A look at the day's political happenings, including an update on the messy voter purge in Florida and a "death panel" revival of sorts.
A look at the day's political happenings, including reaction and nonreaction to the Supreme Court's decision on the Arizona immigration law; also, Rupert Murdoch takes to Twitter to criticize a presidential candidate.
Arizona's controversial immigration law is largely no more. The Supreme Court on Monday ruled mostly in favor of the U.S. government when it struck down the bulk of the state's notorious immigration law.
Mexican immigration to the United States has slowed after four decades of the largest rush of migrants from a single country in American history and may even be declining, a report by the Pew Hispanic Center says.
In the months leading up to SB 1070's passing, Jan Brewer was seen as just a fill-in as Arizona governor and a laggard in the coming election for the post. Now after signing the anti-immigrant legislation, she is enjoying success within the party and is considered a certainty to win the state's GOP primary in two weeks.
U.S. District Judge Susan Bolton decided Wednesday that SB 1070's most controversial bits, such as requiring immigrants to carry papers wherever they go, will have to wait until the courts can sort out the mess. As written, the law, which was set to take effect Thursday, would restrict the liberty of "lawfully-present aliens," the judge said.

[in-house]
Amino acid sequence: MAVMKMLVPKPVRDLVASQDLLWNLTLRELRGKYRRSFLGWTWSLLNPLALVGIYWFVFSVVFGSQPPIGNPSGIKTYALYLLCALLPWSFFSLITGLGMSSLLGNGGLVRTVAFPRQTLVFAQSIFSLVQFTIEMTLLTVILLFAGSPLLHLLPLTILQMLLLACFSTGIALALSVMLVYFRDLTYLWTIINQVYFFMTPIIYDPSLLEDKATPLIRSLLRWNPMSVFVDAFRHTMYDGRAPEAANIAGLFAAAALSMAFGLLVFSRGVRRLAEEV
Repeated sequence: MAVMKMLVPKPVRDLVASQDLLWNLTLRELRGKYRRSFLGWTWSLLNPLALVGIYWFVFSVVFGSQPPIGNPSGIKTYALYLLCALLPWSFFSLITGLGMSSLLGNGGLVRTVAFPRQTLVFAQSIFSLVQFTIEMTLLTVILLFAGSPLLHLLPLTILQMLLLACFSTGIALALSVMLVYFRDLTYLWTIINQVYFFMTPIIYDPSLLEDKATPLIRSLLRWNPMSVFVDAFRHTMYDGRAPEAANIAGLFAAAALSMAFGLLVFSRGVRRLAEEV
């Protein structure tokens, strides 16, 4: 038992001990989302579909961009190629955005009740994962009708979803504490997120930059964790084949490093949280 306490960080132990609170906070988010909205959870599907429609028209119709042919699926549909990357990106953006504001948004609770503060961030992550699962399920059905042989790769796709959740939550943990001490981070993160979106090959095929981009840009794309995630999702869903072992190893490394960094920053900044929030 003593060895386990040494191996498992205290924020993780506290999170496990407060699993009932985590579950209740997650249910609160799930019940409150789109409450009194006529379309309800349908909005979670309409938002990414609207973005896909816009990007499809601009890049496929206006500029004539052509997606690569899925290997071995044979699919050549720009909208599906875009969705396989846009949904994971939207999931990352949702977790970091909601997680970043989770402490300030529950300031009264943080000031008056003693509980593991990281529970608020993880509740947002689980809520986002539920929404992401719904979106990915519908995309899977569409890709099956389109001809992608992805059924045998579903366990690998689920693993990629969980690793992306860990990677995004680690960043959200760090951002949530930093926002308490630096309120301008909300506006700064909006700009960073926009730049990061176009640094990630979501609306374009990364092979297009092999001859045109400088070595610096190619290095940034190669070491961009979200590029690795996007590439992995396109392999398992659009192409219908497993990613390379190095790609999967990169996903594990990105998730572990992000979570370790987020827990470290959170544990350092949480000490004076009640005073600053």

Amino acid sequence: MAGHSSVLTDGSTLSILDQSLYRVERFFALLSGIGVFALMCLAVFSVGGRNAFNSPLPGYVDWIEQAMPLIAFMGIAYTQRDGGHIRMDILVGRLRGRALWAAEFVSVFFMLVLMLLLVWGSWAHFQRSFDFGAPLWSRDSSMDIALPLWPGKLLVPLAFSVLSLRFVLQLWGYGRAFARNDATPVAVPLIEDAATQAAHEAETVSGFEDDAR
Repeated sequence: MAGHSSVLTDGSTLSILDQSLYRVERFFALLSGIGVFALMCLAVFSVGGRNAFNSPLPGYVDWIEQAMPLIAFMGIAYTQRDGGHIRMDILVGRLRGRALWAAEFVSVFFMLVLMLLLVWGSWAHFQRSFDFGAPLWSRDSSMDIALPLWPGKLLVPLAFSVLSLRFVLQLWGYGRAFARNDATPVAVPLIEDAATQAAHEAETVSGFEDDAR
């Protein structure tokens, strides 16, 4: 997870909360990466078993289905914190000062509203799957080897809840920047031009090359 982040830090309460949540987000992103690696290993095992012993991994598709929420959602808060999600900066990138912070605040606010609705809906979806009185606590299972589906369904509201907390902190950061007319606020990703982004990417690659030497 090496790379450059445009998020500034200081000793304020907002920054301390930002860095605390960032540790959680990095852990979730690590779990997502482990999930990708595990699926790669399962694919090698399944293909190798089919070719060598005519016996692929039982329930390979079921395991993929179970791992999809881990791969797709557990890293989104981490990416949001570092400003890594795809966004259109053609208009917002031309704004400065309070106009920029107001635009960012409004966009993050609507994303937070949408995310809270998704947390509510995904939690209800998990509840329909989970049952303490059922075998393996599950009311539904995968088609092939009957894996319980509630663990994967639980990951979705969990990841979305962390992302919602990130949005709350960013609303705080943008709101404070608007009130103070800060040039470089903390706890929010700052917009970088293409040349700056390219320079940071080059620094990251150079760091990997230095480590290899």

Arizona's infamous immigration law, SB 1070, is due to kick in July 29, at which point local law-enforcement officials will begin exploring what the term "reasonable suspicion" means to them. But not if the federal government can help it.
As Arizona and the rest of the nation prepare for the state's controversial anti-immigration SB 1070 bill to go into effect, US Attorney General Eric Holder has suggested that the federal government may file yet another suit against the beleaguered state "if the U believes racial profiling is taking place".